BY DESIGN : Flights of Fancy : Silk-draped walls? Free from budgets and clients, designers let their muses run wild for Divine Design.
James Bond scored here.
Or so it would seem on a pass through the just-finished “Divine Design ’95" showrooms at the Pacific Design Center in West Hollywood. There were martini glasses everywhere--artfully grouped on end tables in a tableau of lipstick-stained cigarettes, black-seamed stockings and abandoned high-heeled shoes.
That high-gloss, 007-style glamour infuses the work of architects and interior designers who have strutted their stuff on behalf of AIDS charities without any hobbling restraints such as clients or budgets. To stroll down “Designer Boulevard,” showcasing more than 50 firms this year, is to walk through a home-furnishings fantasy land.
Janet Polizzi’s vision, “The Lady Makes Camp,” with walls draped in white silk charmeuse, a ceiling of vines, and chairs and chest inlaid with mother-of-pearl is preferable to the old Coleman tent and plaid flannel sleeping bag.
And wouldn’t it be wonderful if, just for the holiday season, we could all have a room like Edward Turrentine’s scarlet and gold, tufted and tasseled extravagance?
The sheer fabric floating over the painted walls in Tommy Chambers’ and William Murray’s room is a wonderful effect, but re-creating it at home would mean the cat would have to go.
So, too, would the children if one embraced the silver and white opulence of Jeffery Goodman’s and Steven Charlton’s “Mrs. Peel Reclines.” The white satin chaise and flokati rug are no place for sticky fingers and muddy tennis shoes.
And therein lies the allure of the Divine Design: The license to fantasize--particularly for a good cause--drives some designers to the brink. “I completely torture myself,” says David Dalton, who let such old movies as “Shangri-La” influence his “A Study in Black and White,” with white leather upholstered doors, fabric draped walls and his own furniture designs. “I must change my mind 45 times over the course of the year.”
These unfettered visions have attracted global interest. As construction of the vignettes wound down last week, representatives from home furnishings magazines all over the world were tripping over each other to get a first look.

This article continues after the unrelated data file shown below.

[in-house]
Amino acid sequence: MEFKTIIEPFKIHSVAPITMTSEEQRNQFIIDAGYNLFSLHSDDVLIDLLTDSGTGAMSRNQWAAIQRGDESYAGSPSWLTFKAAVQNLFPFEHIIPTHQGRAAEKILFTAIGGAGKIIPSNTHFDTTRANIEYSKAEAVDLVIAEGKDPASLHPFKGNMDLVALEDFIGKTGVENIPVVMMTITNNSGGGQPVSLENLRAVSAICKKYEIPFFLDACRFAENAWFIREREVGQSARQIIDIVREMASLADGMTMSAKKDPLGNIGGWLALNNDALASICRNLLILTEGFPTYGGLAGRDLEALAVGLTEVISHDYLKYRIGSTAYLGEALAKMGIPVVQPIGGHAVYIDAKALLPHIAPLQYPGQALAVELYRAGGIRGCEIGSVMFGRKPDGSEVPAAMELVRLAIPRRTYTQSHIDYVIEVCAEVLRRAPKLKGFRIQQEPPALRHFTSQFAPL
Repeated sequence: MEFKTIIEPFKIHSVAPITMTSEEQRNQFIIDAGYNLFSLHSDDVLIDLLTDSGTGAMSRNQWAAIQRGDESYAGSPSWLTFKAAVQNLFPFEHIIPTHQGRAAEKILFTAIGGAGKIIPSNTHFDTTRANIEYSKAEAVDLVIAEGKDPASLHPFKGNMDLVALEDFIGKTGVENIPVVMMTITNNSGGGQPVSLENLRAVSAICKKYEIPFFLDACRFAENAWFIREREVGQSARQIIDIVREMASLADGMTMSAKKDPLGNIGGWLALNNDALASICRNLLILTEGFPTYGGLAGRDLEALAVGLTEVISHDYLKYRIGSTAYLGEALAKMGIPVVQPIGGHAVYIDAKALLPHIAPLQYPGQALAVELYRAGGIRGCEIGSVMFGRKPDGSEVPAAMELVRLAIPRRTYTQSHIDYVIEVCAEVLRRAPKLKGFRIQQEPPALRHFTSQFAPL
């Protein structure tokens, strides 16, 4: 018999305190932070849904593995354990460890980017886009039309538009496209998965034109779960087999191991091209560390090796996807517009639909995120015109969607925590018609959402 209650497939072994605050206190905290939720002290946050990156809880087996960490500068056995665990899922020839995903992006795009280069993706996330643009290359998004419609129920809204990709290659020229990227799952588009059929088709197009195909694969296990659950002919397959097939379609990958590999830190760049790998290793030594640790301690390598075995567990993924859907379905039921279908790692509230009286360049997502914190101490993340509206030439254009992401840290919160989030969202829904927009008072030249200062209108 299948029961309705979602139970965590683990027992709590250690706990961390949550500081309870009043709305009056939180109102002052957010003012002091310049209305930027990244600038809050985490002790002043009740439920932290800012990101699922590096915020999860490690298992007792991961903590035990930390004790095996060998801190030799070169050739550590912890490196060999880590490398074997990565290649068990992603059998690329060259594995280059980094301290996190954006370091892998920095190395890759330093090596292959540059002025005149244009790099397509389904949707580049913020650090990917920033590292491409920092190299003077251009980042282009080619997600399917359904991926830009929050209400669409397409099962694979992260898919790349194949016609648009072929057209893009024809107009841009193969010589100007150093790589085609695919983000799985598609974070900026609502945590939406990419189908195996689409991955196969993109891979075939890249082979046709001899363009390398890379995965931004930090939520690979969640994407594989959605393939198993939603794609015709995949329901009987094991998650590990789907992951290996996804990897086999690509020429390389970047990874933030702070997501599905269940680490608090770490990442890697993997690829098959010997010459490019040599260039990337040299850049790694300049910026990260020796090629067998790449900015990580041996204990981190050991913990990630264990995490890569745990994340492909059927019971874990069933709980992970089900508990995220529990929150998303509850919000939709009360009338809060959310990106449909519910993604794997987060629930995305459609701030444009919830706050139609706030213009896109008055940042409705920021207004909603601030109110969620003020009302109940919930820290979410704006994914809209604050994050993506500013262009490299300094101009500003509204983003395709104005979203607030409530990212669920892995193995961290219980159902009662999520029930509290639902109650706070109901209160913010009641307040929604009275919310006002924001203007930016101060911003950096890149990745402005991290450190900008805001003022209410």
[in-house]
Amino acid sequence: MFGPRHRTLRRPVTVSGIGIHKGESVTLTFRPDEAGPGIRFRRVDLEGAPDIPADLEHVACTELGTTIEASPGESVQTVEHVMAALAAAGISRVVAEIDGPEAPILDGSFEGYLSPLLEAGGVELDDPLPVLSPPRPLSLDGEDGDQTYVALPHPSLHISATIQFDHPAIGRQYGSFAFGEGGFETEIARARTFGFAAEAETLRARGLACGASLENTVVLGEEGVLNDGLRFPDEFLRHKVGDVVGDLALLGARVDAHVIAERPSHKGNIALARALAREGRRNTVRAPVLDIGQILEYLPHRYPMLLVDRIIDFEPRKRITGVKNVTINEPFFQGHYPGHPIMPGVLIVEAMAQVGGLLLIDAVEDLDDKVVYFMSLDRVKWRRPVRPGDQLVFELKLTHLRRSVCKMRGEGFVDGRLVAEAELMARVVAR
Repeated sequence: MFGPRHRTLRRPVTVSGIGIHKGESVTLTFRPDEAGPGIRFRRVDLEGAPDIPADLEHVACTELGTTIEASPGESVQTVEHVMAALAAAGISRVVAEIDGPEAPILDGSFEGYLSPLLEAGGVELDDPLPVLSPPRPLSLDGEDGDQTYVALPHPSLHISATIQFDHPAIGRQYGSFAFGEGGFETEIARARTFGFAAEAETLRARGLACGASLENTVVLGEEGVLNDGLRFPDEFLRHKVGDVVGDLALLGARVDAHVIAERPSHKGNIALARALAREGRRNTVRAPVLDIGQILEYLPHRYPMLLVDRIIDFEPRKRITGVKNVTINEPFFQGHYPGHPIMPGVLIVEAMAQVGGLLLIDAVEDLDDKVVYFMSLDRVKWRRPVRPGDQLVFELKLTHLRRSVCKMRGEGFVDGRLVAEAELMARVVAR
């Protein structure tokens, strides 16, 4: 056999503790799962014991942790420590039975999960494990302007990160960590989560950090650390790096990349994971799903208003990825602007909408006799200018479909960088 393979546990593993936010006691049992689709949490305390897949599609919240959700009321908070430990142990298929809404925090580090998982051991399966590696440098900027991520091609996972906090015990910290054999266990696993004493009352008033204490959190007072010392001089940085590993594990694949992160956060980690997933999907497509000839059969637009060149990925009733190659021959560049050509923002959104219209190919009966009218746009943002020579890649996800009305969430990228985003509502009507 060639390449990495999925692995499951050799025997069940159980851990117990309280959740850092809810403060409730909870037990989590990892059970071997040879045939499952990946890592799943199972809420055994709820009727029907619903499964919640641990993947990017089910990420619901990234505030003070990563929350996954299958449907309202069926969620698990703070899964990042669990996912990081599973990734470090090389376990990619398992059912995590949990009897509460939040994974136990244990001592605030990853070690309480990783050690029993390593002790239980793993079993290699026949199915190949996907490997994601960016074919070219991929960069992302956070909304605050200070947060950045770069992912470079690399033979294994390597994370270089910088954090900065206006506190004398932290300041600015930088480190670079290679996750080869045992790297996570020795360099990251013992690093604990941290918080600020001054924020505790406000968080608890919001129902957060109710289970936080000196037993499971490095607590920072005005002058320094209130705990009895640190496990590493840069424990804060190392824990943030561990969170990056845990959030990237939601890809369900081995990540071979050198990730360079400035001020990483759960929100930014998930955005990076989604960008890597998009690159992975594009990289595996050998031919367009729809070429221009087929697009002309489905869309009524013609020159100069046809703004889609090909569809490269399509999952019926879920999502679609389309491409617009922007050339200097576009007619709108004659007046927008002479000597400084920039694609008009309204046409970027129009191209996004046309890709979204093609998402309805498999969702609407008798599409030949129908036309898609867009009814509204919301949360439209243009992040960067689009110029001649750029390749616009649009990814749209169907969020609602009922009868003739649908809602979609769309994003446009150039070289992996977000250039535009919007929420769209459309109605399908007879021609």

“We’re well on our way to becoming an international show,” says event co-chair and participant Mel Lowrance, witnessing the melee. He and partner Kevin Kolanowski designed a private art gallery using the commanding sculptures of Mexican artist Javier Marin; one of them is expected to fetch more than $9,000 in the silent auction.
Beginning Friday, paying customers can bid silently on other artwork by international artists in the gallery or on tagged items in each of the showrooms. (James Northcutt’s lavish bedroom scene, for example, contains more than $80,000 worth of merchandise, from the furniture to the linens to the fireplace.) A live auction on Saturday will feature art and antiques valued at $10,000 or more.
For those more comfortable with traditional shopping, the 40,000-square-foot Marketplace is filled with fashions, jewelry and home furnishings. Calvin Klein, Mossimo, Tommy Hilfiger and Lucky Brand each constructed boutiques within the large space to hold their donated goods. Donna Karan sent seven crates of merchandise, half of it high-end signature label and the other half DKNY. And Richard Tyler, Todd Oldham, Romeo Gigli and David Dart also made generous contributions. All clothing is priced 25% to 75% below retail, and further markdowns will occur as the four-day event progresses.
An awards gala on Sunday night will cap Divine Design, with Oldham being honored for fashion, Ross Bleckner for fine arts, Hachette / Filipacchi for periodical publishing and Athos Pratesi (posthumously) for interior design. Karan will receive a special award for corporate humanitarianism.
The event, which raised more than $1 million last year, benefits Project Angel Food and Design Industries Foundation Fighting AIDS.
Tickets are available through Friday by phone at (310) 358-8000 and afterward at the Pacific Design Center. The cost is $20 for one day or $50 for a five-day pass.